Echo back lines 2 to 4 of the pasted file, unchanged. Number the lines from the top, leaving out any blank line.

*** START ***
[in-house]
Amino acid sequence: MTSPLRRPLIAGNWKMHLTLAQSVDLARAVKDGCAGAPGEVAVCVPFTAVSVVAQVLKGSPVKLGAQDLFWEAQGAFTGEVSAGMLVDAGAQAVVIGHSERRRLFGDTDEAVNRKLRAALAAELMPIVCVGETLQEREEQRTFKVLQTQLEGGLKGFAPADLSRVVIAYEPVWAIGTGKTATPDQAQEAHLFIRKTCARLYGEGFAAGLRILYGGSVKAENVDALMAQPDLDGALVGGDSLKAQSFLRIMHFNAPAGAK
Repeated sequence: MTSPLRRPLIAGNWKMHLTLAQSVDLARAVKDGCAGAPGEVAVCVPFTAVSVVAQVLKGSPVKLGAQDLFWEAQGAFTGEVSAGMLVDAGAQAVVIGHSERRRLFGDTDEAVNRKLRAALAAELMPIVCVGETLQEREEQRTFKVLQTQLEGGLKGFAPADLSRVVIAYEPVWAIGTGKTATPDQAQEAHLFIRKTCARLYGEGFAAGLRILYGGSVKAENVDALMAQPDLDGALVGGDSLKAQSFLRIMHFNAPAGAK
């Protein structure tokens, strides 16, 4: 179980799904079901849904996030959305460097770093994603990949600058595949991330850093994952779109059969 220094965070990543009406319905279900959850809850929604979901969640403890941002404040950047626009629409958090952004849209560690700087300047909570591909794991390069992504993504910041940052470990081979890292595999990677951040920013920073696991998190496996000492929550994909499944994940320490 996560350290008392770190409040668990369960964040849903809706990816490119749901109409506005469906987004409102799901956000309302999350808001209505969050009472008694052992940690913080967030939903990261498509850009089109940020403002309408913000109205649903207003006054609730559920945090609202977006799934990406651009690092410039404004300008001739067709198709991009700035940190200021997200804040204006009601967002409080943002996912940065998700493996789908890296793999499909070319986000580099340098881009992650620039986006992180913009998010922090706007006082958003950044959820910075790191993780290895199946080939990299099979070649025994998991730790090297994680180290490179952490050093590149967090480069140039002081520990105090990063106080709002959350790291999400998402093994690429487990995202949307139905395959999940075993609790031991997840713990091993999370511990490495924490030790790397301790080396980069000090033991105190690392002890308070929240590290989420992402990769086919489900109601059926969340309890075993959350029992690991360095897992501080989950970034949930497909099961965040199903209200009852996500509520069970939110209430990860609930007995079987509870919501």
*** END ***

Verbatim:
Amino acid sequence: MTSPLRRPLIAGNWKMHLTLAQSVDLARAVKDGCAGAPGEVAVCVPFTAVSVVAQVLKGSPVKLGAQDLFWEAQGAFTGEVSAGMLVDAGAQAVVIGHSERRRLFGDTDEAVNRKLRAALAAELMPIVCVGETLQEREEQRTFKVLQTQLEGGLKGFAPADLSRVVIAYEPVWAIGTGKTATPDQAQEAHLFIRKTCARLYGEGFAAGLRILYGGSVKAENVDALMAQPDLDGALVGGDSLKAQSFLRIMHFNAPAGAK
Repeated sequence: MTSPLRRPLIAGNWKMHLTLAQSVDLARAVKDGCAGAPGEVAVCVPFTAVSVVAQVLKGSPVKLGAQDLFWEAQGAFTGEVSAGMLVDAGAQAVVIGHSERRRLFGDTDEAVNRKLRAALAAELMPIVCVGETLQEREEQRTFKVLQTQLEGGLKGFAPADLSRVVIAYEPVWAIGTGKTATPDQAQEAHLFIRKTCARLYGEGFAAGLRILYGGSVKAENVDALMAQPDLDGALVGGDSLKAQSFLRIMHFNAPAGAK
């Protein structure tokens, strides 16, 4: 179980799904079901849904996030959305460097770093994603990949600058595949991330850093994952779109059969 220094965070990543009406319905279900959850809850929604979901969640403890941002404040950047626009629409958090952004849209560690700087300047909570591909794991390069992504993504910041940052470990081979890292595999990677951040920013920073696991998190496996000492929550994909499944994940320490 996560350290008392770190409040668990369960964040849903809706990816490119749901109409506005469906987004409102799901956000309302999350808001209505969050009472008694052992940690913080967030939903990261498509850009089109940020403002309408913000109205649903207003006054609730559920945090609202977006799934990406651009690092410039404004300008001739067709198709991009700035940190200021997200804040204006009601967002409080943002996912940065998700493996789908890296793999499909070319986000580099340098881009992650620039986006992180913009998010922090706007006082958003950044959820910075790191993780290895199946080939990299099979070649025994998991730790090297994680180290490179952490050093590149967090480069140039002081520990105090990063106080709002959350790291999400998402093994690429487990995202949307139905395959999940075993609790031991997840713990091993999370511990490495924490030790790397301790080396980069000090033991105190690392002890308070929240590290989420992402990769086919489900109601059926969340309890075993959350029992690991360095897992501080989950970034949930497909099961965040199903209200009852996500509520069970939110209430990860609930007995079987509870919501």